The Messiah Prophecy



THIS IS A DIGITAL (PDF) FILEpaperback edition available here

Chapter One: The Messiah Was Promised … page 1
Chapter Two: The Exact Time Was Foretold … page 7
Chapter Three: The Six Signs Were Fulfilled … page 21
Chapter Four: The New Covenant Was Confirmed … page 41
Chapter Five: Abraham Rejoiced to See It … page 53
Supplemental Comments … page 59

Excerpt – Chapter One: The Messiah Has Come

The Messiah Prophecy in the ninth chapter of the Book of Daniel provides Jews and Christians with the most accurate information about how to identify the Messiah that can be found anywhere in the Tanakh. This book will explain how to correctly interpret that prophecy.

Messiah is an English word that comes from the Hebrew word “mashiyach” (Strong’s OT: 4899). It also appears in many English Bibles as the phrase “anointed one.” The term is used almost exclusively to denote a king or priest who was anointed with the holy oil of office, or to describe a prophet who was anointed with the holy spirit of God. The concept of a savior Messiah goes back to Abraham, to whom God promised a descendant who would be a blessing to all nations.

Today, the hope for a coming Messiah—an Anointed One who will usher in an age of peace—is shared by Jews and Christians alike, with one important difference: Judaism believes that the Messiah is yet to come to reign over a future kingdom of Israel. Christianity believes that Jesus came to Israel during his first advent as a Redeemer Messiah whose sacrifice atoned for the sins of Israel and all mankind, and that he will one day return as the King Messiah to reign over Israel and the world.

Questions about the appearance and identity of the Messiah are nothing new among Jews and Christians. As far back as New Testament times, the Pharisees sent emissaries to John the Baptist, asking if he was the Messiah. John told them that he was not, instead pointing to Jesus as the Redeemer of Israel, but later revealed his own confusionthe messiahship of Jesus when he sent two of his disciples to ask him, “Art thou he that should come? or look we for another?”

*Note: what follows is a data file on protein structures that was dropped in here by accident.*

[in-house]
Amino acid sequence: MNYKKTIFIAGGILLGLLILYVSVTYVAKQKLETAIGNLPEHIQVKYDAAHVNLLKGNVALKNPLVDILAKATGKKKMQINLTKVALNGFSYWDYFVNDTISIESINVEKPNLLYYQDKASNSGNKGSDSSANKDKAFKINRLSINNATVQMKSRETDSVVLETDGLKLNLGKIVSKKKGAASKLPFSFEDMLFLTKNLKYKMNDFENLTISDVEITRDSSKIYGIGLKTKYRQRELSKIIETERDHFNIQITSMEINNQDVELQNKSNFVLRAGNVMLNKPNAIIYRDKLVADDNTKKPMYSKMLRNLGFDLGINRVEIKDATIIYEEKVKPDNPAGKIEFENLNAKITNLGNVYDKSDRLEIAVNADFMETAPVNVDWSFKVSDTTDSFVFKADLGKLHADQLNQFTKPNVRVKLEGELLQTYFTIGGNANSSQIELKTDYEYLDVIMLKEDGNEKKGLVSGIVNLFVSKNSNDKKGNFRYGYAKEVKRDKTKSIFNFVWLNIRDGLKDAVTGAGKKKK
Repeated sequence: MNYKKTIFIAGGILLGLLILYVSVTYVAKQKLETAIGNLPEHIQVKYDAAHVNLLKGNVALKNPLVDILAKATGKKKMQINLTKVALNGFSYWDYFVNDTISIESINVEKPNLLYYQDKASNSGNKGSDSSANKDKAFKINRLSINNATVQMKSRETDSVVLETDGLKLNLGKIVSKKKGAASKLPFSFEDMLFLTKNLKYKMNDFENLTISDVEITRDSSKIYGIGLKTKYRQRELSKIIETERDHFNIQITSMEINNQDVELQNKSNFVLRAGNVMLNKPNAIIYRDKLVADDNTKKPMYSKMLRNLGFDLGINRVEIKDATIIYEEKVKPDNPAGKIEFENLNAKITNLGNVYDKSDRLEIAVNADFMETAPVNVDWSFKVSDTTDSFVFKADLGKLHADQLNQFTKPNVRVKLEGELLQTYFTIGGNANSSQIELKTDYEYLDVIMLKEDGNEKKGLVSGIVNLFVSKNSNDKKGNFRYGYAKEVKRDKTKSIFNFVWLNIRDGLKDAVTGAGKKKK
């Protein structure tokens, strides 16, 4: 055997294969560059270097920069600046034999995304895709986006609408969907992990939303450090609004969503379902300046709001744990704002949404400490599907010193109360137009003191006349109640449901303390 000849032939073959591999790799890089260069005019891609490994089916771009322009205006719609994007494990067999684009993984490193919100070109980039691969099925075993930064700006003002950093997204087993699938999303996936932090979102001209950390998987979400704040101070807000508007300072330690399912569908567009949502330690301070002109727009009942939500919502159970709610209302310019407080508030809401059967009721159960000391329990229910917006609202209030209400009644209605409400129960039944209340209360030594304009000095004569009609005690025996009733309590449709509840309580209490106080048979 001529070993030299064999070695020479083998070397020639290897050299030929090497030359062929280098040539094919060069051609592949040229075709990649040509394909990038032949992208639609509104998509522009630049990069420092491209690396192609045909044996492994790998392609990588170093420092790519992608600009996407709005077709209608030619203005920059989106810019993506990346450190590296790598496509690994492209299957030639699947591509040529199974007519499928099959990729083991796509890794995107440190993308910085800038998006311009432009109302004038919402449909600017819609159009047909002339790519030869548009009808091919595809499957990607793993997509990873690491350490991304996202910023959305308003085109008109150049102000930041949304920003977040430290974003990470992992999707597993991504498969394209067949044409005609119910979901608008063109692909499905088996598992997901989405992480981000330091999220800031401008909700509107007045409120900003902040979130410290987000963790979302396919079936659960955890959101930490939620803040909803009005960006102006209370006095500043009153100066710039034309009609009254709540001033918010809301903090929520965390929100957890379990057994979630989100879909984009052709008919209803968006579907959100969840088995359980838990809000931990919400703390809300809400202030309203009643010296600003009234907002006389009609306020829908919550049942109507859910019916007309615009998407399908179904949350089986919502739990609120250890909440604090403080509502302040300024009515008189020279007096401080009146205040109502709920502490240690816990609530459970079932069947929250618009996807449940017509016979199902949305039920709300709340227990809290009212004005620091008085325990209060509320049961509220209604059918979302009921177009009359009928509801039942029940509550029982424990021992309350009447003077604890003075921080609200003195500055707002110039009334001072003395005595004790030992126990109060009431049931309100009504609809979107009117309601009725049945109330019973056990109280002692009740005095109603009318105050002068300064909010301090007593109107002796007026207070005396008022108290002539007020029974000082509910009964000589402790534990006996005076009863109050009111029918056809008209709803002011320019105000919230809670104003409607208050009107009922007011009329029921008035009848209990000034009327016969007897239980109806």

Since the time of Jesus’ first advent, the belief that he fulfilled the messianic requirements set forth by the prophets of Israel in the Tanakh has been an article of faith for followers of Jesus. For Jewish leaders back then, though, the idea was anathema. That basic disagreement about the identity of the Messiah has been responsible for the tension between Jews and Christians that has continued through the centuries.

In the beginning, it was the Jewish leadership that was hunting down and stoning the followers of Jesus as heretics, since all of the early Christians were Jews. Later, as Christianity spread out from Jerusalem to the Roman Empire, becoming predominantly non-Jewish as it grew into a world religion, the situation reversed, resulting in more than sixteen-hundred years of persecution of Jews, all too often done in the name of Christianity.

The long history of Jewish persecution by both Christian and non-Christian Gentiles has made it virtually impossible for modern Jews to consider with an open mind that Jesus might have been the Anointed One expected but unrecognized by Jewish leaders in ancient times. Nowadays, the proposition that Jesus was (and is) the Messiah of Israel is probably a concept more emphatically rejected by Jews and Judaism than at any time since the first century.

The reason that Jewish leaders did not recognize Jesus as Messiah is given in the Tanakh. It was a consequence of their spiritual blindness, that is, the inability to understand what the Tanakh said about how to identify the Messiah when he arrived. The source of that spiritual blindness is no mystery, either. The prophet Isaiah had revealed God’s judgement of spiritual blindness on the leaders of Israel that prevented them from understanding the Messiah Prophecy, which would later be revealed in the prophet Daniel’s visions.

Isaiah said: “For the Lord hath poured out upon you the spirit of deep sleep, and hath closed your eyes: the about prophets and your rulers, the seers hath he covered. And the vision of all is become unto you as the words of A Book that is sealed, which men deliver to one that is learned, saying, Read this, I pray thee: and he saith, I cannot; for it is sealed” (Isaiah 29:10-11). The sealed book prophesied by Isaiah was the subsequent Book of Daniel, as revealed in Daniel 12:4, when God through his angel commanded: “But thou, O Daniel, shut up the words, and seal the book, even to the time of the end: many shall run to and fro, and knowledge shall be increased.

Fortunately for us today, knowledge has been increased as was promised. Events that occurred in modern Israel in 1967 were the instrument God used to break the seal on the Book of Daniel and end Judaism’s two-millennia-long sleep, i.e., “closed eyes” about how to identify the Messiah. It is now possible to see that Jesus is the only person in Jewish history who fits what the Tanakh says about the time of Messiah’s coming and his identity. Both can now be clearly understood from Daniel, chapter 9, verses 24-27 … the Messiah Prophecy.

—Dan Bruce, Author